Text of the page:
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Daily Coronavirus Update
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Daily Coronavirus Update

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Daily updates on the ongoing COVID-19 pandemic. Oscar Ramirez from the Daily Dive Podcast provides stories on what to know about the spread of the virus and how health and government officials are acting to mitigate the spread of the virus.

131 Episodes
While COVID-19 was initially thought to be a respiratory disease, many of the symptoms have another thing in common, poor blood circulation and blood vessel damage. This is why 40% of deaths from coronavirus are related to cardiovascular complications. Dana Smith, senior writer at Elemental, joins us for how the disease is starting to look like a vascular infection instead of a purely respiratory one. Learn more about your ad-choices at
While unrest continues across the country, concerns about the coronavirus pandemic still remain. We are still waiting for a treatment or vaccine, but there’s also some uncertainty to immunity for those that have had the disease and recovered. We still don’t know for how long someone might be protected from COVID-19 after they have gotten it. And in your body, it’s not just antibodies that are fighting the virus, B cells and T cells also help fight illnesses after antibodies have disappeared. Katherine Wu, science reporter at Smithsonian Magazine, joins us for why immunity to the coronavirus is so complicated. Learn more about your ad-choices at
Antibody tests and issues with their accuracy have led to more questions for many who felt they were ill before the first reported coronavirus case in January. After looking at their personal histories and antibody test results some think that the coronavirus could have been circulating as early as November of last year. Dan Frosch, reporter at the WSJ, joins us for more. Learn more about your ad-choices at
Las Vegas has a date to reopen! On June 4, selected casinos will be open for business. Temperatures will be checked and employees will wear masks. Bars and restaurants will be open, but buffets will continue to be closed. On the gambling floor, there will be increased cleaning and less people a table. Bailey Schulz, reporter at the Las Vegas Review-Journal, joins us for the plans to open Vegas. Learn more about your ad-choices at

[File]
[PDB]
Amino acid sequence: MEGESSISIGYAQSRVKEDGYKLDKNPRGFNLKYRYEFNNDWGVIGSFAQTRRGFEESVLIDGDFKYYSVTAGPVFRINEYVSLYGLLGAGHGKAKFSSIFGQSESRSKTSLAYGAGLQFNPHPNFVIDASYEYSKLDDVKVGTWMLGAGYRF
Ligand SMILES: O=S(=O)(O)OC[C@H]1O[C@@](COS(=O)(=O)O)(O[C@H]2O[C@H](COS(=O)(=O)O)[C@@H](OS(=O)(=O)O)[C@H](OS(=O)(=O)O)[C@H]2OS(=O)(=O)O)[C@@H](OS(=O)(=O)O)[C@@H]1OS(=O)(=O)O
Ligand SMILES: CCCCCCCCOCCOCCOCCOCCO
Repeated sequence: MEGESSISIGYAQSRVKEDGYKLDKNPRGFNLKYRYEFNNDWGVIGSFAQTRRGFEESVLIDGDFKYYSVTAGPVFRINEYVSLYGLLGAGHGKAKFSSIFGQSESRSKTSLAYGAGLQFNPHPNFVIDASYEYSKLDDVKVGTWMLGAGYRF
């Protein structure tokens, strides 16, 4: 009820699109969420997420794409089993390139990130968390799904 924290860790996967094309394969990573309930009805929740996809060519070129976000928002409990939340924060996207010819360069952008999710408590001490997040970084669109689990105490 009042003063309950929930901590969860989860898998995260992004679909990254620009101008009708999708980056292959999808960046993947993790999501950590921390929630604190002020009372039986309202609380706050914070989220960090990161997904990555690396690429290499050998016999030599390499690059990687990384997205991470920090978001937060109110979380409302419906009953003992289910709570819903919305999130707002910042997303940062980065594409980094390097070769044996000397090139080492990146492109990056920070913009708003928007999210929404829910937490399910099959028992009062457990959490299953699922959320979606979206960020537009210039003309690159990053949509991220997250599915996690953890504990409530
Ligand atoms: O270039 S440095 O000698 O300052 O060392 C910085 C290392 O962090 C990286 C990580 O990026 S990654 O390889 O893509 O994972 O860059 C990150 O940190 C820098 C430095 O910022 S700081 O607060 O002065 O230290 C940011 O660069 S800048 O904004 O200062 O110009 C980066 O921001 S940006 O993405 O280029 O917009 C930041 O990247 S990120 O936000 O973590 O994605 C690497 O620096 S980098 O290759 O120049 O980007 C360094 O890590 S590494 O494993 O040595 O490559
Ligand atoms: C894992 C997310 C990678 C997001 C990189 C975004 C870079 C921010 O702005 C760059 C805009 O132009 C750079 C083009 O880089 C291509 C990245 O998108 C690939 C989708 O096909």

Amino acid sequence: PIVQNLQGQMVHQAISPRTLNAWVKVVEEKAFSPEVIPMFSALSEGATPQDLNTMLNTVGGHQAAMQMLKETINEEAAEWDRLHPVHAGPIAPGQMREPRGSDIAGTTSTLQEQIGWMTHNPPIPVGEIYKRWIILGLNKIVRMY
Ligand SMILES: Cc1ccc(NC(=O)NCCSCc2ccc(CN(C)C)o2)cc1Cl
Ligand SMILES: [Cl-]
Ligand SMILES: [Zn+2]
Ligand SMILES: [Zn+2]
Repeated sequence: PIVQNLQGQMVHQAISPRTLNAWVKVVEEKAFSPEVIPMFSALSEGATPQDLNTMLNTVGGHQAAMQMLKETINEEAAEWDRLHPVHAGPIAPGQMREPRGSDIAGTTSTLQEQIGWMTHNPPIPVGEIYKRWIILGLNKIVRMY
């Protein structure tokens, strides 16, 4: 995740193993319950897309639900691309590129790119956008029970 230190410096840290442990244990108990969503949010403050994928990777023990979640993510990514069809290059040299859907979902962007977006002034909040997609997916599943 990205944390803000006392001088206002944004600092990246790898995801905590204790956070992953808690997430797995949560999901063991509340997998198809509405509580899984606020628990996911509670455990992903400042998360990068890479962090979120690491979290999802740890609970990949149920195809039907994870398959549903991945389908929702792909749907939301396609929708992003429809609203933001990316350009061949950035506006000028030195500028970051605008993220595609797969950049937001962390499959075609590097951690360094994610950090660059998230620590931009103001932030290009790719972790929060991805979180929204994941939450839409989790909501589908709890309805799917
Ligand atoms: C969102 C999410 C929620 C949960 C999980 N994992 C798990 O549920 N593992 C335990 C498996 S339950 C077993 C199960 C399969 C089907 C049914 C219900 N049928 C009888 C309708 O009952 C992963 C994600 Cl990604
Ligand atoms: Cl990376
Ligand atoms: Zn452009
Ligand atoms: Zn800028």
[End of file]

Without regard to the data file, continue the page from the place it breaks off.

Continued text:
The whole reason behind flattening the curve was so that the healthcare system would not be overwhelmed. But as many hospitals prepared for the worst, in some areas the cases never came. One example is the University of California, San Francisco Medical Center where a whole floor was cleared for COVID-19 cases. Despite the cost, officials don’t regret over preparing. Jim Carlton, reporter for the WSJ, joins us for more. Learn more about your ad-choices at
As the country is on the road to reopening many cities are closing the roads to make way for restaurants and people. In order to allow for people to properly social distance, some public roads are being closed to allow restaurants to expand their seating arrangements and provide more space for residents to run, walk, and ride. Mike Laris, transportation reporter at the Washington Post, joins us for how cities are making more room. Learn more about your ad-choices at
South America has now become a new epicenter of the coronavirus pandemic. Brazil now has the second most cases of COVID-19 only behind the United States, and President Bolsonaro is still refusing to impose strict measures to curb the spread. Other countries like Peru and Chile are also facing increased numbers. Alex Ward, reporter at Vox and co-host of the Worldly podcast, joins us for how South America’s numbers are going up. Learn more about your ad-choices at